The Hull Markings midship on large shipping vessels are known as International Load Lines or Plimsoll Lines (after Samuel Plimsoll – British member of Parliament 1876).
The Plimsoll line is shown in the diagram as the white circle with a line through it marked ‘L’ and ‘R’ (Llyod’s Register of Marine Shipping). Notice how this line matches the delineation between the hull colors and the ‘waterline’.
It is common knowledge that as more weight is added to a vessel, it will float lower in the water. A ship is considered fully loaded when the horizontal line that runs through the circle (Plimsoll Line) is at the water line. If the Plimsoll Line falls below the surface of the water, the vessel is over loaded.
Vessels experience different buoyancies in different types of water. Dense water is more buoyant. Salt water is more dense/buoyant than Fresh water. Cold water is more dense/buoyant than warm water.
Plimsoll lines were based on water buoyancy in English salt water at Summertime.
The ‘S’ line on the hull markings stands for Summer waters in temperate. The ‘T’ refers to salt water in Tropical climates and the ‘W’ means salt water in Winter in temperate climates and finally, ‘WNA’ refers to salt water in the Winter North Atlantic.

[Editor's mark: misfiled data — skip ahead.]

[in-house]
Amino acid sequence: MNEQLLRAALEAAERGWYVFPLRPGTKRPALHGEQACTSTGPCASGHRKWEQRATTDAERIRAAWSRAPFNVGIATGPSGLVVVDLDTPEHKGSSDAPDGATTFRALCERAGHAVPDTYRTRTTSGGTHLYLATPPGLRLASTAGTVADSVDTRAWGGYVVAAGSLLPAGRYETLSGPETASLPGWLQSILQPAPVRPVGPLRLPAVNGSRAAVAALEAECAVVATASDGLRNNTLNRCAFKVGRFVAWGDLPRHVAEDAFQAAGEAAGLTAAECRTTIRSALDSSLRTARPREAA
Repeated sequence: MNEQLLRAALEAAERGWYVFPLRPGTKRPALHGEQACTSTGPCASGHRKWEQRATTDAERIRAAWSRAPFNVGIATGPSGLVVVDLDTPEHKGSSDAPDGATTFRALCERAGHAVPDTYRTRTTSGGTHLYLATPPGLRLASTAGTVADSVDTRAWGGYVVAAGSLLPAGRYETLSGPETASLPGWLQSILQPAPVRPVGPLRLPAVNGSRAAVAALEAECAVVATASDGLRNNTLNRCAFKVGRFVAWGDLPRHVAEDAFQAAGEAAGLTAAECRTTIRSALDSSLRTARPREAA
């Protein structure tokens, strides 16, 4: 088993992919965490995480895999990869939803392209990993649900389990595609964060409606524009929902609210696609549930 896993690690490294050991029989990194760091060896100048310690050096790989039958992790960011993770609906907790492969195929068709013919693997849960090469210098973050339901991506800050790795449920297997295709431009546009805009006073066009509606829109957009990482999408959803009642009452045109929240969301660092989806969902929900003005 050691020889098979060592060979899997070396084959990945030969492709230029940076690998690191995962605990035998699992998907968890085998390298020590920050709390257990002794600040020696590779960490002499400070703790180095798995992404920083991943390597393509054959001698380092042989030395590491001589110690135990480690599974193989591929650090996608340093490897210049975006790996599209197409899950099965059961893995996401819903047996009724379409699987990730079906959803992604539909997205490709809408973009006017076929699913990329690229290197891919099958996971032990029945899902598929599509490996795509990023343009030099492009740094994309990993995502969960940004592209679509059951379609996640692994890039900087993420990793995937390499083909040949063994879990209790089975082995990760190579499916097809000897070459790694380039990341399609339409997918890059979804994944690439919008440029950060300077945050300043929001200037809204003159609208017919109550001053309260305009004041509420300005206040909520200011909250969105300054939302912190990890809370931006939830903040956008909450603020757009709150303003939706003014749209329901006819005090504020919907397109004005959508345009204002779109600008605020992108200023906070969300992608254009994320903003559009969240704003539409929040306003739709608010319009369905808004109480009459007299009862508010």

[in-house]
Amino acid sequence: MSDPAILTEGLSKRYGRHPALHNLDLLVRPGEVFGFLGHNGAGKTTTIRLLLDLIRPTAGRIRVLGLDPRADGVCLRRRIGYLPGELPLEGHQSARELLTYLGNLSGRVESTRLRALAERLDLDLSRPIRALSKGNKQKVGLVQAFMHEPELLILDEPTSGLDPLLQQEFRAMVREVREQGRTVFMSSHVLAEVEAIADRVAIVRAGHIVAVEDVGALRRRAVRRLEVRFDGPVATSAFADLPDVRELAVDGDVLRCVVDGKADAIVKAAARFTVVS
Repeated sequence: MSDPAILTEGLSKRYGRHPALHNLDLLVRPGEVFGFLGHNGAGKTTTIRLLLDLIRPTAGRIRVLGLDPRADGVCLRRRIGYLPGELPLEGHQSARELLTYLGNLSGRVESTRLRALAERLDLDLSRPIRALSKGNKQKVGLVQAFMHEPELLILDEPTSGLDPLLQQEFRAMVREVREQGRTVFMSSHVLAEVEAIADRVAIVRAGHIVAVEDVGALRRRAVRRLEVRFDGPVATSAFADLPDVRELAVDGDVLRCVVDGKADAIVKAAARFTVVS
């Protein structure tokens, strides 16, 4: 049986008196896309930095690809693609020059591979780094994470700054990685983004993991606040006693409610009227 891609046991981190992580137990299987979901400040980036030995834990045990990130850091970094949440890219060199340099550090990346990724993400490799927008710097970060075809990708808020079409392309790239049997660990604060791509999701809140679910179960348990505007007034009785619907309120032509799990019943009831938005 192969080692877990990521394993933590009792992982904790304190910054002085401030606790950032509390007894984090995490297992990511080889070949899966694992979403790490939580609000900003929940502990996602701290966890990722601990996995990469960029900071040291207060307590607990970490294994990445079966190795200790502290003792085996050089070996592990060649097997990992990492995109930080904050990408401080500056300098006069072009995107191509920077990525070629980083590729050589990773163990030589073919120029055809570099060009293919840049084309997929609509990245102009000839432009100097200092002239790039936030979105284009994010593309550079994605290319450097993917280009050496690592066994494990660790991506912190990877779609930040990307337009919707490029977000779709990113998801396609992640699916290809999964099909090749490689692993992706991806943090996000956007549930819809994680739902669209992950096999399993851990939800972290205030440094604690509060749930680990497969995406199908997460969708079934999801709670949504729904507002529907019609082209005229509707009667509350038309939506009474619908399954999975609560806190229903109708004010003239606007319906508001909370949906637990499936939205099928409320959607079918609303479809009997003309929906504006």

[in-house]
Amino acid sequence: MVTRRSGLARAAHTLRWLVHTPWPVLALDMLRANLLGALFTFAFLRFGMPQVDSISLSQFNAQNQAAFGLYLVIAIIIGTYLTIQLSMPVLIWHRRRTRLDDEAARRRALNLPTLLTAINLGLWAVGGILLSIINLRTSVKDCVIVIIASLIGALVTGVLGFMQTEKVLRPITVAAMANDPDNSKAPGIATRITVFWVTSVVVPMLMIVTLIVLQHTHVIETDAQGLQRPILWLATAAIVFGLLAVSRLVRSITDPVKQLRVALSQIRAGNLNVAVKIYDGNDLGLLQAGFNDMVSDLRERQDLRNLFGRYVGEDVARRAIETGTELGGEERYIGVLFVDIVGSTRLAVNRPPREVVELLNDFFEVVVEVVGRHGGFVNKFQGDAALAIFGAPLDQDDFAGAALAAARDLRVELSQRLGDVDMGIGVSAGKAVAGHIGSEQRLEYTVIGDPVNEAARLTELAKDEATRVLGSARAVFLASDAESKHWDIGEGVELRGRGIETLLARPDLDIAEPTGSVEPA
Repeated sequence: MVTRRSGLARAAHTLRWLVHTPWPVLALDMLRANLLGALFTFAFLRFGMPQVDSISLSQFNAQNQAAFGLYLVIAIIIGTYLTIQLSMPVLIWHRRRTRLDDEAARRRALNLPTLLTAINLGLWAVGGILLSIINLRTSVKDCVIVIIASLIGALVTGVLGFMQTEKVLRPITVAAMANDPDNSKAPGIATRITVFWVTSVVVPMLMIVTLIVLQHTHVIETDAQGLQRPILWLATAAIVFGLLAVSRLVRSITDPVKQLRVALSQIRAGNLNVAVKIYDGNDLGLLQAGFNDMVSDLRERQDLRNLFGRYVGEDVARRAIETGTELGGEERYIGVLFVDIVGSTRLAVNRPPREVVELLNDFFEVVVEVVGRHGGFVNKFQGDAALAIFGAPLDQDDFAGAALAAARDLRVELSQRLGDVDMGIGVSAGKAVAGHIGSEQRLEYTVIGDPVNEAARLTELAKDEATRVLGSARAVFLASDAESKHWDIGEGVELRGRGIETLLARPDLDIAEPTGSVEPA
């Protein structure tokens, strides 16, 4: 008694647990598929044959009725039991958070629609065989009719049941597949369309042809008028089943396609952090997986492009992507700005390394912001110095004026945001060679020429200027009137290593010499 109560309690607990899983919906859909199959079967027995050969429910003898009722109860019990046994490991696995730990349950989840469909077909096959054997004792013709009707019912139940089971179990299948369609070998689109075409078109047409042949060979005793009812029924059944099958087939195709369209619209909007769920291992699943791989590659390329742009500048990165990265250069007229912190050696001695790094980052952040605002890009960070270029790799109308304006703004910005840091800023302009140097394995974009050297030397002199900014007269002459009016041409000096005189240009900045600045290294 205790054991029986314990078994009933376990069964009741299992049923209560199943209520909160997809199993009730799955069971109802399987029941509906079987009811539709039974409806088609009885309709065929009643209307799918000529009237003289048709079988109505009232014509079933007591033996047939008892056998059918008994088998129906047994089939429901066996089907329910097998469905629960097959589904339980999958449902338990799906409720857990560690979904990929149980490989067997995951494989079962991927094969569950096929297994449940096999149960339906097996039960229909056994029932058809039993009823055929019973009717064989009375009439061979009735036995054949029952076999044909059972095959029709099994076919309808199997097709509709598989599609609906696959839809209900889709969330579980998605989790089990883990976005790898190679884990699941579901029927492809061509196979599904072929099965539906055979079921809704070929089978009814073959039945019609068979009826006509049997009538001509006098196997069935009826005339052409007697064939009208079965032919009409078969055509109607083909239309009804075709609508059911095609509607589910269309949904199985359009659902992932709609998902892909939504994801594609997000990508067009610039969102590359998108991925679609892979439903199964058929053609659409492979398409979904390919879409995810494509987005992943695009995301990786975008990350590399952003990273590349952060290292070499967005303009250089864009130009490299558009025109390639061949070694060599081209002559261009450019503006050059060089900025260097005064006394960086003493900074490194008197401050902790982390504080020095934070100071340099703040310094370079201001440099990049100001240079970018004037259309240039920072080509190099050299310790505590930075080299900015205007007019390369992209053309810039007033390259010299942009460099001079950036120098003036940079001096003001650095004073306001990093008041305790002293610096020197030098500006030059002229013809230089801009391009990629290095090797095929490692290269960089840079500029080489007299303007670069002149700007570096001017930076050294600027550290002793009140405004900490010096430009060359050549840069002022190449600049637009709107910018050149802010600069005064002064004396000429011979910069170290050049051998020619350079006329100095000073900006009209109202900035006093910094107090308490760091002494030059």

The ‘F’ refers to the vessel full load limit in Fresh waters in temperate climates and the ‘TF’ defines the full load limit in tropical fresh water climates.
You would think that the load full limit in cold salt waters (WNA) would be higher than the ‘T’ (Tropical salt water) load full limit since cold salt water is more buoyant. The ship should hold more cargo – right?
The problem is that a vessel fully loaded in Anchorage, Alaska will sink in the water as it travels south and the water becomes warmer and less buoyant. By the time the same ship arrives in Panama, the fully loaded vessel in Anchorage should now sit in the water with a water line running along the ‘T’ line.
Plimsoll lines take into account not only where the ship is being loaded but where the ship is going.
The hull markings near the bow relate to other maters. The symbol that looks like the number 3 is not a number but marking used to indicate that the bow has a bulbous bow. The symbol represents the bow from deck to water with a bulbous bow.
The circle with an “X” indicates that the vessel has a bow thruster. This is important to know for recreational boaters, especially sailors as sailboats are not a maneuverable. Always pay attention when passing a large vessel that is docked. It is amazing how adept and quickly a large vessel can maneuver. You may think you are the ‘stand on’ vessel because you are a sailboat but you must ‘give way’ to larger vessels under power where they are restricted in their ability to maneuver due to water depth or size of channel.